It’s hard to believe that it’s been 14 years since Bend It Like Beckham, the football comedy that introduced Parminda Nagra and Keira Knightley to an international audience, was released. Hitting the peak of David Beckham’s fame as a footballer with Manchester United, Bend It Like Beckham is a sweet, funny film about culture clashes, female friendship and a smart script that never talked down to its audience, mostly thanks to the brilliant writer and director Gurinder Chadha.
Bend It Like Beckham tells the story of two very different girls who are both obsessed with football. Jess (Parminder Nagra) is a teenage Sikh from London who is forbidden from playing football because she’s female and because her father has experienced prejudice in the past, and Jules (Keira Knightley) is a brash tomboy whose mother is disappointed in how little she enjoys ‘girly’ things. When Jules spots Jess playing football in a park, she recruits Jess into the local women’s football team, coached by Joe (Jonathan Rhys Meyers). However, Jess’s parents still disapprove and, even as she proves herself a star player, she has to decide between duty and her dreams. Meanwhile, both Jules and Jess are interested in Joe, and their strong friendship is threatened by romantic rivalry. When the final clashes with Jess’s sister’s wedding, she is forced to choose.
There are rumours that Chadha’s original intention with Bend It Like Beckham was to have Jules and Jess get together at the end, but it was removed as too controversial. It’s easy to believe, as the chemistry between Nagra and Knightley is electrifying, and even without a romantic relationship, they portray a strong, supportive friendship that is pretty inspiring, especially when they strive to understand the cultural circumstances each of them has been brought up into. It is perhaps a shame that we never got to see the two of them in a different kind of relationship, but then again, one of the major stereotypes Jules faces is the assumption that she must be gay because she’s athletic and a tomboy. As it is, Chadha explores the challenges facing LGBTQ+ people in the Punjabi Sikh community through Jess’s secretly gay best friend Tony.
Even today, women’s sports teams are often seen as inferior to men’s and aren’t broadcast anywhere near as widely in the media. With the rise of female-dominated sports like Roller Derby, this is slowly changing, but a lot of the same stereotypes remain. Jess and Jules might have had a much easier time convincing their families and friends that they should be allowed to play if they could have cited a female football star alongside David Beckham.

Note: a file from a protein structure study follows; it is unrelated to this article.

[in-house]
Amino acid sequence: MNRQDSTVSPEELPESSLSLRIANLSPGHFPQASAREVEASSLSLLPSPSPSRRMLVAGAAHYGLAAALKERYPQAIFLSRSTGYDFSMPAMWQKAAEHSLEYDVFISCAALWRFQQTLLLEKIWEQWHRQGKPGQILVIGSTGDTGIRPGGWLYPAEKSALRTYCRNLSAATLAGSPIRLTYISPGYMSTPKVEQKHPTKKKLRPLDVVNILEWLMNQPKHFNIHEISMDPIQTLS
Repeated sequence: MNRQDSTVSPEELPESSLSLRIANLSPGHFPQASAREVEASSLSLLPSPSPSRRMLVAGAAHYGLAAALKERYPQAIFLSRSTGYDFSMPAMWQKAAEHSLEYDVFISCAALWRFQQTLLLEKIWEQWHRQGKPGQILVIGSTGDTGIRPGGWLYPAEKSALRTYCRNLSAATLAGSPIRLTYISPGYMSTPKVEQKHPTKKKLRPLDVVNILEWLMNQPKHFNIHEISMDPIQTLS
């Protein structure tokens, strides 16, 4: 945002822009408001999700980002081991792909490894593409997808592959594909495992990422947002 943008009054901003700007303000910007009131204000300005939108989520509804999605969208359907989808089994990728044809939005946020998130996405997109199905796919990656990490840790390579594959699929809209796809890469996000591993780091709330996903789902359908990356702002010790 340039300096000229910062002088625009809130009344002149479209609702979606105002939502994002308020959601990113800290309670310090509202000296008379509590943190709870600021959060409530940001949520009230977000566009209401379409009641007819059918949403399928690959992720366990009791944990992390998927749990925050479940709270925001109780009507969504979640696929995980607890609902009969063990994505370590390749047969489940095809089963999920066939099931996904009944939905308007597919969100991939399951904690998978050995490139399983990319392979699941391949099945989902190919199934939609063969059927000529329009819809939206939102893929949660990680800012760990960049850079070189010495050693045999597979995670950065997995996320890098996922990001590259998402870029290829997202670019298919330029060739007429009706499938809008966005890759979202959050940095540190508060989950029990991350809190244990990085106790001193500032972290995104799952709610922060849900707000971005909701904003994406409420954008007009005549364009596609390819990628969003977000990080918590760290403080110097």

Bend It Like Beckham takes on a lot of big issues – cultural differences and integration, gender politics and LGBTQ+ issues – but it always does it with a charming smile and wonderfully-observed characters. Chadha has proven herself an expert at creating stories about culture clashes starring female characters who refuse to be defined by other people – Bhaji on the Beach, Bride and Prejudice and Mistress of Spices. Bend It Like Beckham is all of that and more, with great performances, a diverse cast and social commentary wrapped up in snappy lines and heartwarming friendship.
Find Bend It Like Beckham in the DVD LOBBY at 791.43.
If you liked this…
Try Anita and Me by Meera Syal (BOOK ZONE 823.91), another example of a funny and touching comedy about a friendship between characters from different cultural backgrounds. Meena is an aspiring writer who’s keenly aware of how much easier things are for white writers and forms a friendship with an outspoken girl called Anita. Their friendship is put to the test when Anita starts going out with someone who is racist, though.
Check out more of Chadha’s work in Bhaji On the Beach (DVD LOBBY 791.43), in which a group of Punjabi women of different ages come together for a celebration in Blackpool. Inter-generational tensions cause conflict, and Chadha follows each of the women’s stories with humour and compassion as they encounter events that will change their lives.
Pick up Pride and Penalties by Chris Higgins (QUICK READS 823.91), about a teenage girl who wants to play rugby more than anything but is overshadowed by her sports star brother. Secrets abound in this light-hearted and amusing novel in the same vein as Bend It Like Beckham.
U.S. Embassy London (2013) Chadha at International Women’s Day 2013. [photograph] Accessible at: https://commons.wikimedia.org/wiki/File%3AGurinder_Chadha_2013.jpg (Accessed on: 26/05/16)